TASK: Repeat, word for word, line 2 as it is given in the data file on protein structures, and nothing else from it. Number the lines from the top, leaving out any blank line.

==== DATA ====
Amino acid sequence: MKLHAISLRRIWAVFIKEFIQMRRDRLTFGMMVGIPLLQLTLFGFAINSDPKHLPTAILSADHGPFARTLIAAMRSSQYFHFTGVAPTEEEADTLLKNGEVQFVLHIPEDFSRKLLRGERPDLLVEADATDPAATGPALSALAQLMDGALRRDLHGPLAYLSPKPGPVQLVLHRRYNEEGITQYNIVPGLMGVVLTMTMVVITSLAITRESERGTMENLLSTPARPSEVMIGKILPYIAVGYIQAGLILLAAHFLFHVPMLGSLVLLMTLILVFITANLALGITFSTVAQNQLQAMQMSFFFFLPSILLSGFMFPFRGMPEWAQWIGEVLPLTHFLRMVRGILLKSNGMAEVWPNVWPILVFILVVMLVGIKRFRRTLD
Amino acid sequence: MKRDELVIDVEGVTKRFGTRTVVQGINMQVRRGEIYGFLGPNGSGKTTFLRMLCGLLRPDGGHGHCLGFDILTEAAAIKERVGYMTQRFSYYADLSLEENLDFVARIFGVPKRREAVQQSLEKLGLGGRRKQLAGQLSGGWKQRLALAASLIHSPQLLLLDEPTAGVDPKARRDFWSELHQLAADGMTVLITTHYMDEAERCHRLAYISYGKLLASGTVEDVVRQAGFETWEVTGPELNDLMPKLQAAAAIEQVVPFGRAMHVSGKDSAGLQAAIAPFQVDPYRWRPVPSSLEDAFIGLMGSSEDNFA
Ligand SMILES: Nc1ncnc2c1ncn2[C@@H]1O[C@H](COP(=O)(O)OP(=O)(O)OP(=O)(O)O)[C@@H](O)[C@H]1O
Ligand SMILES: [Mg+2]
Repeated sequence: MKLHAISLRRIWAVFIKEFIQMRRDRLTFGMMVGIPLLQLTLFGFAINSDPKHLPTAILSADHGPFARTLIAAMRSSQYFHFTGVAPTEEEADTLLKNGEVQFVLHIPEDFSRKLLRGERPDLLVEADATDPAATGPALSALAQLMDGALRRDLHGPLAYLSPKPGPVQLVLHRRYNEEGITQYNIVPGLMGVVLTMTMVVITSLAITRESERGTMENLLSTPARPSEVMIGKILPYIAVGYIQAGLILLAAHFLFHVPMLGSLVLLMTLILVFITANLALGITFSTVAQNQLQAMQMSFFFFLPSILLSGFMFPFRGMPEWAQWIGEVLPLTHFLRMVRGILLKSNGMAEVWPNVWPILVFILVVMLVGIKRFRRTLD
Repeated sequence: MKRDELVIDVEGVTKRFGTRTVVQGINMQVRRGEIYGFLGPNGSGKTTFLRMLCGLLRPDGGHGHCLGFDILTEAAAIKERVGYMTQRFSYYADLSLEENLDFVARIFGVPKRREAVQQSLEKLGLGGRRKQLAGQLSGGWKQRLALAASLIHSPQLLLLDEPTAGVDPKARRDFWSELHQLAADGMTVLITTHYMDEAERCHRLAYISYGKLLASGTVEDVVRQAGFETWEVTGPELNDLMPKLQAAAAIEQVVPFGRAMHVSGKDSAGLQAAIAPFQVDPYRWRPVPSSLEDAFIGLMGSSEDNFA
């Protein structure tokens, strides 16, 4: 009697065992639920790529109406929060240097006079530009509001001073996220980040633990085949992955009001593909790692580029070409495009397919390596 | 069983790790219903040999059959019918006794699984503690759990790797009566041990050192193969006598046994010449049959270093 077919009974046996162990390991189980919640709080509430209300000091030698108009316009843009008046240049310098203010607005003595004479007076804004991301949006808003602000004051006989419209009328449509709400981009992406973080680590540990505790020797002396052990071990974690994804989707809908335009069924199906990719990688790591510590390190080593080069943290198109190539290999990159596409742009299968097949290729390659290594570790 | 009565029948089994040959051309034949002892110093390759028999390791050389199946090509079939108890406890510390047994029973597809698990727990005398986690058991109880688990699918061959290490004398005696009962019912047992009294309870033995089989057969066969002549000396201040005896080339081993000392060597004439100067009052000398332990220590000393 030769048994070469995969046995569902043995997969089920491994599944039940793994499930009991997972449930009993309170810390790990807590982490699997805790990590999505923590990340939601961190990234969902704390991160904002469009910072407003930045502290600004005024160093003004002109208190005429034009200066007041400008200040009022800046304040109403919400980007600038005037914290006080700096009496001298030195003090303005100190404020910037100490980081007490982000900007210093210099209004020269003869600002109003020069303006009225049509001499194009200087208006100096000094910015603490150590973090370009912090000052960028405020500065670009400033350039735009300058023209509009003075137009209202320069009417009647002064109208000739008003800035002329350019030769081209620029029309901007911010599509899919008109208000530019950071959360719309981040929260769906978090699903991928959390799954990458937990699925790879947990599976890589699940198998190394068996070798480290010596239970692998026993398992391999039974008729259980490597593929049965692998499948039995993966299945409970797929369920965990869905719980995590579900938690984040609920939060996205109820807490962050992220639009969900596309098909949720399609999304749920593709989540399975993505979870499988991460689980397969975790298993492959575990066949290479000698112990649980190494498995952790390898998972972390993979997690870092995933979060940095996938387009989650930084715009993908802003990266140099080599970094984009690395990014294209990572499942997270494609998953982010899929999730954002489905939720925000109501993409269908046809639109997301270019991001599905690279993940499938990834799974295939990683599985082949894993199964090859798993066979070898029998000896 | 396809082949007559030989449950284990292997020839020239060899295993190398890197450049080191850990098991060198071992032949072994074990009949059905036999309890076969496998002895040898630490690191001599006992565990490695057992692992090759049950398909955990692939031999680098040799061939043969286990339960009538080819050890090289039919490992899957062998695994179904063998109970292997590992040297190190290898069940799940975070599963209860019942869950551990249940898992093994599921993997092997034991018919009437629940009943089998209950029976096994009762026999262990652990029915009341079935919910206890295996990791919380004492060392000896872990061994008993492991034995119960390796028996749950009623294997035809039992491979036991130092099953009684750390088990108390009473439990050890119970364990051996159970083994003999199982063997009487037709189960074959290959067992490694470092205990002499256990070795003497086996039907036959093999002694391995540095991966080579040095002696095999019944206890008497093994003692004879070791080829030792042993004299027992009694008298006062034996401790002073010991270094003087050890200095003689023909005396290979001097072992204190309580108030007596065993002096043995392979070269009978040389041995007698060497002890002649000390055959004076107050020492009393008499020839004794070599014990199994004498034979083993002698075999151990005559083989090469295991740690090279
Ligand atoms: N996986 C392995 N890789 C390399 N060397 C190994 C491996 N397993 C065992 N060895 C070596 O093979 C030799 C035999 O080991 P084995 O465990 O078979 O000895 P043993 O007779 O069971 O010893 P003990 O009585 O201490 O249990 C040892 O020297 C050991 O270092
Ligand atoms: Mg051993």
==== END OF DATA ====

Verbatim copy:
Amino acid sequence: MKRDELVIDVEGVTKRFGTRTVVQGINMQVRRGEIYGFLGPNGSGKTTFLRMLCGLLRPDGGHGHCLGFDILTEAAAIKERVGYMTQRFSYYADLSLEENLDFVARIFGVPKRREAVQQSLEKLGLGGRRKQLAGQLSGGWKQRLALAASLIHSPQLLLLDEPTAGVDPKARRDFWSELHQLAADGMTVLITTHYMDEAERCHRLAYISYGKLLASGTVEDVVRQAGFETWEVTGPELNDLMPKLQAAAAIEQVVPFGRAMHVSGKDSAGLQAAIAPFQVDPYRWRPVPSSLEDAFIGLMGSSEDNFA